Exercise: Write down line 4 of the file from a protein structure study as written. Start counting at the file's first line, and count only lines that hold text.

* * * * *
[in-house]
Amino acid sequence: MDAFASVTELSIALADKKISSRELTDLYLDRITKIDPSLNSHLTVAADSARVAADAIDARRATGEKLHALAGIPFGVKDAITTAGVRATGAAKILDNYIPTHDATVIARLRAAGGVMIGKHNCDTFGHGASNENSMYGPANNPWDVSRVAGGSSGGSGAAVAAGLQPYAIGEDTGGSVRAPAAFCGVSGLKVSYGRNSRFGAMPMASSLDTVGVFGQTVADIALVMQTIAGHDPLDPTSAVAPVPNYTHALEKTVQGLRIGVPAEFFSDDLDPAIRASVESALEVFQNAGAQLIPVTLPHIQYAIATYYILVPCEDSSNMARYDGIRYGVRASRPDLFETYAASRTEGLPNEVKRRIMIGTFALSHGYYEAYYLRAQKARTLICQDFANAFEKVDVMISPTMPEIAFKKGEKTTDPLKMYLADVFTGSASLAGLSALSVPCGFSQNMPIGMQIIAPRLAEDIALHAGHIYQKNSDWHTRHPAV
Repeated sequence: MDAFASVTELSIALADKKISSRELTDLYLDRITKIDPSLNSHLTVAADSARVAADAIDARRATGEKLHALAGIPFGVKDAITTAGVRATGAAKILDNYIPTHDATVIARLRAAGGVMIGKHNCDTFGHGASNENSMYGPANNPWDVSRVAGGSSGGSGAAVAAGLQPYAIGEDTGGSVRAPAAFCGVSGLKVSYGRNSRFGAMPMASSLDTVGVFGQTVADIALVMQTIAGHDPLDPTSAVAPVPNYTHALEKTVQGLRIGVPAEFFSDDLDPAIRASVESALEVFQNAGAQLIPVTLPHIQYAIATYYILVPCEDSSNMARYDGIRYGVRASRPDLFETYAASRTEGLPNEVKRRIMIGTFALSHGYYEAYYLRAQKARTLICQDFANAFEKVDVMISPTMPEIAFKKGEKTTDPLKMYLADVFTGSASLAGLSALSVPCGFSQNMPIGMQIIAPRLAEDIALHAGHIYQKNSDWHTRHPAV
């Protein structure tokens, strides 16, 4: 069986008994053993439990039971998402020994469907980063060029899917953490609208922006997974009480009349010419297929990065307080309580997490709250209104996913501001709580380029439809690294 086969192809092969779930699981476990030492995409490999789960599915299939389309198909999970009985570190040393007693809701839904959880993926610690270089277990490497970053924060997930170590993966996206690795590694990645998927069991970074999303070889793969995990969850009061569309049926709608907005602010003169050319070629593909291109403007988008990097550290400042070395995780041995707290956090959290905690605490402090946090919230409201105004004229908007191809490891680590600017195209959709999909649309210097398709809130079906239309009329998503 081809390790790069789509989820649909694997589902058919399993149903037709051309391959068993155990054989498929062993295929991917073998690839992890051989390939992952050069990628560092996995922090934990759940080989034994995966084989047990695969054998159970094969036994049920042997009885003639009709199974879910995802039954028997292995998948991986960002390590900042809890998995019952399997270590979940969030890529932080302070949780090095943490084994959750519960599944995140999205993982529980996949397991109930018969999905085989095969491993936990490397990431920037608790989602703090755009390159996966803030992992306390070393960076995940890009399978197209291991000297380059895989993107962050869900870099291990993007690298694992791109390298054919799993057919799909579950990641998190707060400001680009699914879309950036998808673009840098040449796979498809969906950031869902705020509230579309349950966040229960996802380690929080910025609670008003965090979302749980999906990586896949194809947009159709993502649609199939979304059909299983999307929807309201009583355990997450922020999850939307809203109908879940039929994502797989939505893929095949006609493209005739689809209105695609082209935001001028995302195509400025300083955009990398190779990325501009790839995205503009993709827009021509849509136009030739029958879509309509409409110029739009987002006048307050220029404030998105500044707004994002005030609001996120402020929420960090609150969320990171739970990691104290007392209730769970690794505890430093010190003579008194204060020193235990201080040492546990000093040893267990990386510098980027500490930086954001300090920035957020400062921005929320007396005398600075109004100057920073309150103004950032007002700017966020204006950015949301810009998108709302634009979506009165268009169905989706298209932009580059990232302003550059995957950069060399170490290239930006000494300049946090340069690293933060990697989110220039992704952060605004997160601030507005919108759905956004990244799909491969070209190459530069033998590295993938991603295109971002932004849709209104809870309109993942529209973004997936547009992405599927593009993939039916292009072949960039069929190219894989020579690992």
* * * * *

């Protein structure tokens, strides 16, 4: 069986008994053993439990039971998402020994469907980063060029899917953490609208922006997974009480009349010419297929990065307080309580997490709250209104996913501001709580380029439809690294 086969192809092969779930699981476990030492995409490999789960599915299939389309198909999970009985570190040393007693809701839904959880993926610690270089277990490497970053924060997930170590993966996206690795590694990645998927069991970074999303070889793969995990969850009061569309049926709608907005602010003169050319070629593909291109403007988008990097550290400042070395995780041995707290956090959290905690605490402090946090919230409201105004004229908007191809490891680590600017195209959709999909649309210097398709809130079906239309009329998503 081809390790790069789509989820649909694997589902058919399993149903037709051309391959068993155990054989498929062993295929991917073998690839992890051989390939992952050069990628560092996995922090934990759940080989034994995966084989047990695969054998159970094969036994049920042997009885003639009709199974879910995802039954028997292995998948991986960002390590900042809890998995019952399997270590979940969030890529932080302070949780090095943490084994959750519960599944995140999205993982529980996949397991109930018969999905085989095969491993936990490397990431920037608790989602703090755009390159996966803030992992306390070393960076995940890009399978197209291991000297380059895989993107962050869900870099291990993007690298694992791109390298054919799993057919799909579950990641998190707060400001680009699914879309950036998808673009840098040449796979498809969906950031869902705020509230579309349950966040229960996802380690929080910025609670008003965090979302749980999906990586896949194809947009159709993502649609199939979304059909299983999307929807309201009583355990997450922020999850939307809203109908879940039929994502797989939505893929095949006609493209005739689809209105695609082209935001001028995302195509400025300083955009990398190779990325501009790839995205503009993709827009021509849509136009030739029958879509309509409409110029739009987002006048307050220029404030998105500044707004994002005030609001996120402020929420960090609150969320990171739970990691104290007392209730769970690794505890430093010190003579008194204060020193235990201080040492546990000093040893267990990386510098980027500490930086954001300090920035957020400062921005929320007396005398600075109004100057920073309150103004950032007002700017966020204006950015949301810009998108709302634009979506009165268009169905989706298209932009580059990232302003550059995957950069060399170490290239930006000494300049946090340069690293933060990697989110220039992704952060605004997160601030507005919108759905956004990244799909491969070209190459530069033998590295993938991603295109971002932004849709209104809870309109993942529209973004997936547009992405599927593009993939039916292009072949960039069929190219894989020579690992």